Welcome back to another installment of the SGY Roundtable blog post series! In this bi-weekly column, we want to share with you the current discussions and thoughts of some of the fibre artists around the studio.
Are you familiar with the “Sweater Curse?” Apparently it has it’s own wiki page – who knew? In a nutshell, some believe that knitting a sweater for a significant other can bring about the end of your relationship. Maybe a gift that requires so much time and energy scares the recipient away, or maybe too much time is spent working on the garment instead of actually paying attention to your beloved. Either way, many people believe that gifting a sweater to their paramour is a move that requires great consideration and forethought.
So this week, the topic we brought to the table was…
Do you believe in the “Sweater Curse”? Have you jinxed a relationship with your knitting? Or has gifting your handicrafts resulted in closer connections?”
Generally speaking, I’m too selfish for gift knitting. It’s a time-consuming, high-risk operation with extremely unpredictable outcomes, with the great reward of mutual respect, rejoice and appreciation at the other end of the spectrum, and death and carnage at the other.
You just never know which way the scale tips when the gift wraps are torn and the ensuing facial expression of the recipient begins to form. It can be one of infinite delight, or it can be a horrified, forced smile (as in, why, thank you, little Billy, for this elaborate piece of snot pottery which you are apparently very excited about, but I still don’t want it, because it’s gross). Worse yet, it can just be meh.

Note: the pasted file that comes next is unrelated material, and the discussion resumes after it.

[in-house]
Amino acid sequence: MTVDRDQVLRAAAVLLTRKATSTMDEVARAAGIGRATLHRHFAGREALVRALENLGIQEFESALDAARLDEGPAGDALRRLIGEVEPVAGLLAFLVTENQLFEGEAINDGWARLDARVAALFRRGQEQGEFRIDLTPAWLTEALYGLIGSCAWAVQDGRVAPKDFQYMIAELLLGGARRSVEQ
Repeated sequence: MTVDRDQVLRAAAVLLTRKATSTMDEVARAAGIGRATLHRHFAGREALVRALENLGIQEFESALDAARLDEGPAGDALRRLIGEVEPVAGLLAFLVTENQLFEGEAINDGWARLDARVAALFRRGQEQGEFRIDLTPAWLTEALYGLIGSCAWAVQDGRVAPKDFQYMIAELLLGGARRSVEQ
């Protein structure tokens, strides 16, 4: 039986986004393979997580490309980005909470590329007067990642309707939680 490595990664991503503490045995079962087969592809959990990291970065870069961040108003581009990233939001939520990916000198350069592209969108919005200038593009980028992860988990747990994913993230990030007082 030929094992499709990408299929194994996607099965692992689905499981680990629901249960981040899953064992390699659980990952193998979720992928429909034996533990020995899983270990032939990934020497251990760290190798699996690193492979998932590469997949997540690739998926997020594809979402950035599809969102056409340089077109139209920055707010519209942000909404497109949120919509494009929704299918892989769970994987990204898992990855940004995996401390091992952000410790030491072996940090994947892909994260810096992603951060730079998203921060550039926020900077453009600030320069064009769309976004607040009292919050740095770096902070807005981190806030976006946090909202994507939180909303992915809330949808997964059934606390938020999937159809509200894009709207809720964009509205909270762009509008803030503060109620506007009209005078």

You may have spent a hundred hours on this unique hand-made item which you think fits them perfectly, but the trick is that you may not know them as well as you think, and they may not have the proper perspective of what exactly goes into making that hat or scarf or, gasp, sweater.
A hand-knit sweater is never just a sweater. It’s a commitment, a sign of trust, the relinquishing of time and effort and comfort on a level that has to be met with sufficient appreciation. A premature sweater, as per the well-documented doctrin of the Sweater Curse, is effectively a very precisely delivered curb stomp on a relationship that could’ve become something great.
Too much at stake there, you see.
That is, unless you have a carefully curated shortlist of knit-worthy people, like I do. It’s indeed short, and mainly consists of my mom and a few others who have proven to understand the factors involved. The Boy is slowly working his way up there, but after making me re-knit the entire Five by Five cowl from scratch after his own measurement error, he’s still on probation.
I knit a sweater for my husband, Cameron.
I was apprehensive at the time: we were already married, but perhaps The Curse could still cripple our relationship somehow? It still seemed like a scary endeavor. Knitting my man a sweater was a BIG. DEAL.
In the end, the sweater wasn’t what we had hoped for. But we are still living happily ever after.
First, Cameron picked out the yarn. He paid for the yarn. He approved of the yarn completely before I even cast on. Ladies and gents – I would highly recommend that any potential sweater-knitters consider taking this precaution. Gifting a ‘surprise’ sweater can seem like a romantic notion, but you run the risk of great disappointment. If the yarn is too scratchy or not the right colour, he might not wear it. Feelings will be hurt. Conflict will commence.